In the penalties that saw Italy defeat England in the UEFA Euro 2020 final, goalkeeping skills were overshadowed by the perceived failure of English players who missed shots. Three young players – Marcus Rashford, Jadon Sancho and Bukayo Saka – have been subjected to torrents of racist abuse against blacks.
One of the worst things about this racism was how predictable it was. Racism has long been found in European sports and intensifies when black players are put in the spotlight during major international competitions. tweeted in response to harassment he captures this phenomenon: “When you mark, you are English. When you make a mistake, you are an immigrant.”
It wasn’t just the English players who suffered this treatment during the tournament. French player Kylian Mbappe suffered abuse online when Swiss goalkeeper Yann Somer successfully defended his penalty in the second round clash that sent the blues home. Racist abuse constantly resurfaces.
The massive increase in the visibility and popularity of sport over the past century, thanks to television, radio and the Internet, has intensified the way fans relate to players as local and national representatives. Athletes become the face of a nation, and many of us place patriotic hopes, fears and frustrations upon them. Read this often quoted quote by historian Eric Hobsbawm about the power of football to capture national sentiment: “The … imaginary community of millions feels more real as a team of 11 named people.”
When visibly different teams win the World Cup, it is seen as an anti-racist triumph. It’s one of the reasons South Africa’s victory in the 1995 Rugby World Cup was so symbolic, coming so soon after apartheid collapsed. The French men’s soccer team inspired waves of pride in French multiculturalism following their 1998 and 2018 victories. This was symbolized in the slogan Black-Blanc-Beur (Black-White-North African) – a riff on bleu-blanc -rouge (blue, white and red) the colors of the French flag.
But the idea of achieving racial harmony through different sports teams has sparked controversy. Historian Laurent Dubois detailed how the national joy of winning a tournament glosses over difficult stories of racism and exclusion in his book on the French “football empire”.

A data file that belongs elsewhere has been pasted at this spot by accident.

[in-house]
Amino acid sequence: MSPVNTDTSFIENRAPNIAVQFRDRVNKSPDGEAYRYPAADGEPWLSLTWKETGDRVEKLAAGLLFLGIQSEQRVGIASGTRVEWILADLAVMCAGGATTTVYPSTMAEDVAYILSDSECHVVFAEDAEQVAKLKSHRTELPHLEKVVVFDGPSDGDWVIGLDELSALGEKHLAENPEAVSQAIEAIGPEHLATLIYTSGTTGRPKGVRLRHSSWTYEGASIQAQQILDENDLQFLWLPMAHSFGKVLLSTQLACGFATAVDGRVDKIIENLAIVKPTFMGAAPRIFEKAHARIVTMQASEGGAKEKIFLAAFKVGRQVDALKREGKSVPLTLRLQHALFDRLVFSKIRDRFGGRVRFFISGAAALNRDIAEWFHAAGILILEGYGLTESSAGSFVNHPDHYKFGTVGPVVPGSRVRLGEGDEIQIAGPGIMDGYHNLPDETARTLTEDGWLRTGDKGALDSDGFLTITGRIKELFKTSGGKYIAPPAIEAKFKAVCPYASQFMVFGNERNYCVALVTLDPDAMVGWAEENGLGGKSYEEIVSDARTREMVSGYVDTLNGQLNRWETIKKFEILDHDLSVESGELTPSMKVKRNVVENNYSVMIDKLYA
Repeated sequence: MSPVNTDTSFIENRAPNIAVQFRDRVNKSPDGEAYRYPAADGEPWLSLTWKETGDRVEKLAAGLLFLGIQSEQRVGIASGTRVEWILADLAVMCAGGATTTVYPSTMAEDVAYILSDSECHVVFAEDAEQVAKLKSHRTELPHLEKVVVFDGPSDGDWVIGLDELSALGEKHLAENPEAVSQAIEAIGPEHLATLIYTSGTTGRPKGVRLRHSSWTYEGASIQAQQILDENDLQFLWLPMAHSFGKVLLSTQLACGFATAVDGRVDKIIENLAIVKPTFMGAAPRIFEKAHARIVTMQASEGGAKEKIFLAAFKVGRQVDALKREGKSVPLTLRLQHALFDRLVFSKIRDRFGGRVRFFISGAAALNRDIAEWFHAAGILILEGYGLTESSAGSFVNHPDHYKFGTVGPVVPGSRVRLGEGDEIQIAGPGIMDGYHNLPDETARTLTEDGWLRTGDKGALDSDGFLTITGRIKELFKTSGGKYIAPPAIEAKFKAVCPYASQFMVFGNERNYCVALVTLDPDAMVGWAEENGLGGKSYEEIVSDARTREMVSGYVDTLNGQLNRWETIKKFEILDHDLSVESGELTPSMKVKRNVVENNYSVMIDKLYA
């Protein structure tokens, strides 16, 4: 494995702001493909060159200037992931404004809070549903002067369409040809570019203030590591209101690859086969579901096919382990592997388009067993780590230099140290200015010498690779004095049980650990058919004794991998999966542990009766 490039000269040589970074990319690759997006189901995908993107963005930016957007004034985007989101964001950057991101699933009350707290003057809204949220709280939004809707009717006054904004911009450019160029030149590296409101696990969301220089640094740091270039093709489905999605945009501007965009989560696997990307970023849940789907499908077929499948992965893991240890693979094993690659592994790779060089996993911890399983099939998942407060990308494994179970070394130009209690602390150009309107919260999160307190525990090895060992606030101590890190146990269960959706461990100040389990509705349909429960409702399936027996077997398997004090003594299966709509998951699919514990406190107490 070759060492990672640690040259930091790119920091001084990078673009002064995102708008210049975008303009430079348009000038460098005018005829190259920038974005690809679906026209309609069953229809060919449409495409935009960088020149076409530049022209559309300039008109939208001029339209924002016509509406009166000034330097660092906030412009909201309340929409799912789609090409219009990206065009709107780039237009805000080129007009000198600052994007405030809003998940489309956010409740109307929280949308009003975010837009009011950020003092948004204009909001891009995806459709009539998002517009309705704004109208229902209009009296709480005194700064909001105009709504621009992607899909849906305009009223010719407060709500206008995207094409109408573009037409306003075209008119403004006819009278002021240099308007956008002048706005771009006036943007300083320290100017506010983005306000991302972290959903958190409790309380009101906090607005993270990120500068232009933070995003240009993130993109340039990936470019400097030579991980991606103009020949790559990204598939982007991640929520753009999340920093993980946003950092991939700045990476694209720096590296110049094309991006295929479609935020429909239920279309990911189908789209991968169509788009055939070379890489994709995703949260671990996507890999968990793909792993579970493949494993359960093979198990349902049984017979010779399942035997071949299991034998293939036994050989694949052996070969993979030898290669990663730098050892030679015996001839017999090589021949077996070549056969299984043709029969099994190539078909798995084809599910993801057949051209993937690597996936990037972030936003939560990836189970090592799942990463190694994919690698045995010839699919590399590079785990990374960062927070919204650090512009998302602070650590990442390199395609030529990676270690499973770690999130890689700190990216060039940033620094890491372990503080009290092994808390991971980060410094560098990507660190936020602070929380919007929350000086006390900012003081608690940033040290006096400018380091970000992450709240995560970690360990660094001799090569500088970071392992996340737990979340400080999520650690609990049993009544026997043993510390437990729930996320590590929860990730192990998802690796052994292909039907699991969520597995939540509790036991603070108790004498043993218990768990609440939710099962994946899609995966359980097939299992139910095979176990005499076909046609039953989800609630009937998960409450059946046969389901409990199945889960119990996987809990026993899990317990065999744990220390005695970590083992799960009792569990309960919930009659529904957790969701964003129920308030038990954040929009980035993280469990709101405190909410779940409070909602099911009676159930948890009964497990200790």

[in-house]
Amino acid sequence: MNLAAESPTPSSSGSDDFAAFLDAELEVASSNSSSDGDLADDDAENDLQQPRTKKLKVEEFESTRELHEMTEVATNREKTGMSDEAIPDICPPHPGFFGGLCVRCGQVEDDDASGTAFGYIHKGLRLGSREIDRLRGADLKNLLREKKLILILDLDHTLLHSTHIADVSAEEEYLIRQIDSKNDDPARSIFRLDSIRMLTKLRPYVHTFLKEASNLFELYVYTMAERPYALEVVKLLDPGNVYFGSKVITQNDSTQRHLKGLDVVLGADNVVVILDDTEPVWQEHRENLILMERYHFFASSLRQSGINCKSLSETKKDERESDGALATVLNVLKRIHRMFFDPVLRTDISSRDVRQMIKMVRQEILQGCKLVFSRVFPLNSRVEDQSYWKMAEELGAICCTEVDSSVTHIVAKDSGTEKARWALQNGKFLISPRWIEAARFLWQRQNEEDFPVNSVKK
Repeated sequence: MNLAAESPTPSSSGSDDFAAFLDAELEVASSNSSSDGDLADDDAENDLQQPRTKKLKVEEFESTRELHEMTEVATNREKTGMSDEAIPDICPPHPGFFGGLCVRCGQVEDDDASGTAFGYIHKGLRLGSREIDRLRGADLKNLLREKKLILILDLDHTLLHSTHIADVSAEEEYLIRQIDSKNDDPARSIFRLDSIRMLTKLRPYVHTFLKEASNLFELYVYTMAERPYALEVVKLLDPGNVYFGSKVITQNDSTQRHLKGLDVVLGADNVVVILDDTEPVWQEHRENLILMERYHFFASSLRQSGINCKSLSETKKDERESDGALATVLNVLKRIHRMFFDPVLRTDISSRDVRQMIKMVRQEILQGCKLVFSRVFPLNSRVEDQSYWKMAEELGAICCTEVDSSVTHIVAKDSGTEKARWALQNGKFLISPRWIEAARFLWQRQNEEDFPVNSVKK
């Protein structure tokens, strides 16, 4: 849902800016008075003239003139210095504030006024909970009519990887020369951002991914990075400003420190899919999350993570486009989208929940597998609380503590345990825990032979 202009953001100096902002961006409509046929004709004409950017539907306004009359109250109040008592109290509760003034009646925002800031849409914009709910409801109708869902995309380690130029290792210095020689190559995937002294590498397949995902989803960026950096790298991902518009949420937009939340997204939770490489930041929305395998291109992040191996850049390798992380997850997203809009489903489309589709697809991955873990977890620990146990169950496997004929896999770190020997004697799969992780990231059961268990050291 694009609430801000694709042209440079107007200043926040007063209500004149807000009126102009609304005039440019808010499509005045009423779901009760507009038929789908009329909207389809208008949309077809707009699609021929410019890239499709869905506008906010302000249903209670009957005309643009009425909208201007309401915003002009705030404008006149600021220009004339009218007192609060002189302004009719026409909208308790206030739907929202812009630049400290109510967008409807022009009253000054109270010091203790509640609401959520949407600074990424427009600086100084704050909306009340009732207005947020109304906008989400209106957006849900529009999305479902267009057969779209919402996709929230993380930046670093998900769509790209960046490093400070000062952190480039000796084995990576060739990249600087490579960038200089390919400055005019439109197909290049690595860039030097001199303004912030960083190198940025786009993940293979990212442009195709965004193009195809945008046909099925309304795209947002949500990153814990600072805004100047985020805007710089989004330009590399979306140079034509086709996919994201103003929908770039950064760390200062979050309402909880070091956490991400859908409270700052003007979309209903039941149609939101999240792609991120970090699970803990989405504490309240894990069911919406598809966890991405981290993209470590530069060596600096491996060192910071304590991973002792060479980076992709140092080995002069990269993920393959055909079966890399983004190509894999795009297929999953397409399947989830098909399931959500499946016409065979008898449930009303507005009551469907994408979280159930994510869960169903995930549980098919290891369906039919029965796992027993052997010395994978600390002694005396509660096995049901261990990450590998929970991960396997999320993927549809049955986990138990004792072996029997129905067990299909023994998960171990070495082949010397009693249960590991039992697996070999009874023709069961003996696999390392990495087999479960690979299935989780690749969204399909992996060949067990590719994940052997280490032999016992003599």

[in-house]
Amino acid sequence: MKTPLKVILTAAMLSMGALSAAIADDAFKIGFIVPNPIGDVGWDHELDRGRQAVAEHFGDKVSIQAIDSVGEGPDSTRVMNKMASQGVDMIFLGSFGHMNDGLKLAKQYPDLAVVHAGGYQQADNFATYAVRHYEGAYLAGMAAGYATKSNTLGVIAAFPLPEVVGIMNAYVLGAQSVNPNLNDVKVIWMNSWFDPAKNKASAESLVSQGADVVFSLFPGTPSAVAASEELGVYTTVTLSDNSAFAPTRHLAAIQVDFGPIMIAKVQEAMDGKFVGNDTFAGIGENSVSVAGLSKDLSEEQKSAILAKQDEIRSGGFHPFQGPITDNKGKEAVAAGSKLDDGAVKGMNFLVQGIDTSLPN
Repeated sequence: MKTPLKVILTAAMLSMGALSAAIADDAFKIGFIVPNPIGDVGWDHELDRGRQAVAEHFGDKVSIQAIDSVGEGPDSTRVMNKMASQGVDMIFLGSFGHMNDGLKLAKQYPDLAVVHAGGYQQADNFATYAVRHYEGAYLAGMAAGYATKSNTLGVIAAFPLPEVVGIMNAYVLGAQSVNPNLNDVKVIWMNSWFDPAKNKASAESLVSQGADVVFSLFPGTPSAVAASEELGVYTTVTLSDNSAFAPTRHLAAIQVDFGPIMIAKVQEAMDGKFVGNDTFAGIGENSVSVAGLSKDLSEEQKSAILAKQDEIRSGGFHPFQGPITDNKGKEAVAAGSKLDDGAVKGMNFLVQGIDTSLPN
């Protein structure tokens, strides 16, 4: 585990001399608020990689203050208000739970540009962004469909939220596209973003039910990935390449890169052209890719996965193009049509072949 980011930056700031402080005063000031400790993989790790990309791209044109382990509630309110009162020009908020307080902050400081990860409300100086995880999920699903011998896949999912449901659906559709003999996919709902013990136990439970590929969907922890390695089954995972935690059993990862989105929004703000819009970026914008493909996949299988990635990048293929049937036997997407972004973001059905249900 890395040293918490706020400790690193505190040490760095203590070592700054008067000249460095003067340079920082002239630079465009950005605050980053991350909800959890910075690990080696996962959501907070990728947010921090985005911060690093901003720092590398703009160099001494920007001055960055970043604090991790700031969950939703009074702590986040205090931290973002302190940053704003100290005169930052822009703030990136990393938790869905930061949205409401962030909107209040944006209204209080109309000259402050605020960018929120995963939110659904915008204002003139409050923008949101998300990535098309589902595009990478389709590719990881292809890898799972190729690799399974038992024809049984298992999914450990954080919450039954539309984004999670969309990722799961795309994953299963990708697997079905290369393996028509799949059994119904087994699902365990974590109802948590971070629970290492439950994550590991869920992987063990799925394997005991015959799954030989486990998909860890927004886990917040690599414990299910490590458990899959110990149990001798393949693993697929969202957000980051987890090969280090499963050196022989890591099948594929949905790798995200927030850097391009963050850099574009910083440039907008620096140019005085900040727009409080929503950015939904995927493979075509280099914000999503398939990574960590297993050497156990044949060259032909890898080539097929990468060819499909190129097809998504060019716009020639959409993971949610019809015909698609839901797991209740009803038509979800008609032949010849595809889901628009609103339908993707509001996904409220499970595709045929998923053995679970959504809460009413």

Also, the festivities only last as long as the victory. Research has shown that when visibly different teams lose, existing undercurrents of racist nationalism and exclusion rise to the surface, manifesting as denial of black players’ membership in the nation. If the team is not “us”, then “we” have not lost. It was not the nation, or “my” people that failed, it was this intruder.
This can take different forms in nations where whites are not the majority, but the underlying vitriol is the same. For example, Indian Muslim sports stars have been subjected to such abuse in their own countries, as have Japanese players with black heritage.
Racism and reality
Such abuse is a particularly nasty mix of grief, fandom, patriotism, anger and a scapegoat. In the case of the English players, it denies the reality of their birth, citizenship and cultural education in England – and the history that made the country, and Europe more broadly, a deeply mixed and ethnically diverse space.
When fans engage in racist abuse, they target players because they are seen as “not belonging”. Perhaps rejecting them is safer than rejecting people who share an imaginary “genuine” white national identity and reinforces a sense of superiority. Doing so requires both oblivion and reinvention and suggests a deep insecurity about one’s identity.
More generous was Lilian Thuram’s assessment of racism received from so-called “fans”. As Dubois wrote,
Sociologists, historians, art critics, anti-racist activists and media scholars would agree with Thuram on the scale of the problem. There is a long, deep and pervasive tradition of designating black players in Europe as “other” than the norm and as more “physical” or less “strategic”.
It is no coincidence that only 3.9% of the coaches in the 14 major European leagues have an ethnic minority background. Researcher Irene Blum and anti-racist activist John Oliveira noted that this replicates centuries-old historical patterns of black workers and white landlords supported by scientific racism, slavery and colonialism.
Could we, then, move beyond the abusive denial of history to a more mature and joyful fandom and national pride? A mural by Marcus Rashford – defaced by racists and then transformed by fans and supporters into a moving place of honor and respect – testifies to this potential.
It remains to be seen whether – and how – the government will act. British Prime Minister Boris Johnson has suggested that fans who spread racism online could be banned from matches. His critics accused him of hypocrisy, saying Johnson helped fuel such responses by refusing to condemn the boos on players who got down on their knees.
Perhaps this latter ugliness will achieve a similar transformation from scientific reports and political documents to structural actions and changes. This would require engagement from (social) media, funders, coaches, players, training academies and even fans. It may take penalties to reach it, but it’s a noble goal.
Author: Rachel Anne Gillett – Assistant Professor in Cultural History, Utrecht University